Consortium of 11 Indian Banks Launch Blockchain-Linked Funding for Small Businesses
Eleven Indian banks have joined an initiative that may change the way small businesses obtain loans, via blockchain. The blockchain-linked loan system will focus on small and medium enterprises and aims to remove communication barriers between India’s largest banking providers.
Blockchain-Linked Funding Aimed for SMEs
A consortium of India’s eleven largest banks launched the first ever blockchain-linked loan system in the country.
Abhijeet Singh, head of business technology at ICICI Bank, said that the goal of the consortium is to remove communication problems between banks:
“A blockchain network can only thrive if the entire ecosystem is working in synergy through a single network.”
Representatives from some of the largest banks in India have been working on setting up a live network that will make supply-chain financing more efficient and secure. Singh said that the core objective of the blockchain-based network they are developing is to ensure greater transparency in credit disbursement.
The network will reportedly enable big lenders to access public credit data, which would remove much of the risk associated with the lending process. Such a system will also remove the information hierarchies between large financial corporation and SME loan providers.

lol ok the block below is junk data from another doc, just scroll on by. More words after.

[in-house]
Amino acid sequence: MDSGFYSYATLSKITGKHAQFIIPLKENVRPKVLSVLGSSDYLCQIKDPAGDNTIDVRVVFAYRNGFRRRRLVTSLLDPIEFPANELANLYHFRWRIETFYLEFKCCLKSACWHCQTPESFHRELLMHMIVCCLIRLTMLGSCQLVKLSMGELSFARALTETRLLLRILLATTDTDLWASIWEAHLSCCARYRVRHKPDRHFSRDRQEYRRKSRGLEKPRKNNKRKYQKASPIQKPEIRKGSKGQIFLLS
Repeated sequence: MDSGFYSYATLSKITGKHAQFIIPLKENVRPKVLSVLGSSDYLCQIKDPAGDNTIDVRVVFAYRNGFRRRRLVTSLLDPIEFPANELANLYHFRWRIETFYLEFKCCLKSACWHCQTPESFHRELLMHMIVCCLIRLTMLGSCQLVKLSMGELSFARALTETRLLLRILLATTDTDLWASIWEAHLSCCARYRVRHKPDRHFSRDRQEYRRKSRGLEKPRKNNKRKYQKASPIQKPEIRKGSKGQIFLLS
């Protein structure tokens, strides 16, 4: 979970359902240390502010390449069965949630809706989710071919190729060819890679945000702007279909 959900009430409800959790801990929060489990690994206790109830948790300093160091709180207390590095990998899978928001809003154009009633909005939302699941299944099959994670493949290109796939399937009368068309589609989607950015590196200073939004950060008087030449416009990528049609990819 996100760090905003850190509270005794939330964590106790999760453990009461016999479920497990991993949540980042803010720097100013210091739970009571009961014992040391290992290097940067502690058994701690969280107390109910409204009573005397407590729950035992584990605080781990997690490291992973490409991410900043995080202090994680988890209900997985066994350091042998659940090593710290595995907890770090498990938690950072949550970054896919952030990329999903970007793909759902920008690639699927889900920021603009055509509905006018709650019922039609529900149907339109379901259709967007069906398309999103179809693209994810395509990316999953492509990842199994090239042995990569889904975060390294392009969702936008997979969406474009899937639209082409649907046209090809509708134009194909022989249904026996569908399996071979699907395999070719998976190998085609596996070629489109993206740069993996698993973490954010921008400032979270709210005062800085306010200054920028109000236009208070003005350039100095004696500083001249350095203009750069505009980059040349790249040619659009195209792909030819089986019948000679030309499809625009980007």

Akhil Handa, head of fintech and new business initiatives at the Bank of Baroda, said that every supply-chain player often has an incompatible technology stack and differing levels of technical competence, which makes the entire process time-consuming:
“A common blockchain network harmonizes the requirements and lets everyone see the flow of the trade on a single platform,” he explained.
India’s Banks Join in Consortium
Banks participating in the funding include ICICI Bank, Kotak Mahindra Bank, HDFC Bank, Yes Bank, Standard Chartered Bank, RBL Bank, South Indian Bank, and Axis Bank.
Apart from the eleven main members of the consortium, three banks are participating by funding the initiative as outside members—IndusInd Bank, State Bank of India and Bank of Baroda. The Blockchain Infrastructure Company (BIC), a consortium based in India, is organizing the meetings between the participating banks.
Changing the Lending Landscape?
Leveraging distributed ledger technology makes sense both for the providers and consumers—banks will be able to attract more small and medium enterprises into the formal credit system, while businesses could benefit through potential cost reductions and lower settlement times.
As the technology matures, financial companies, supply chains, and data custodians are starting to take notice and leverage the new database structure. Despite the critics, it appears that blockchains are starting to demonstrate tangible, real-world use.Filed Under: India, Adoption, Technology
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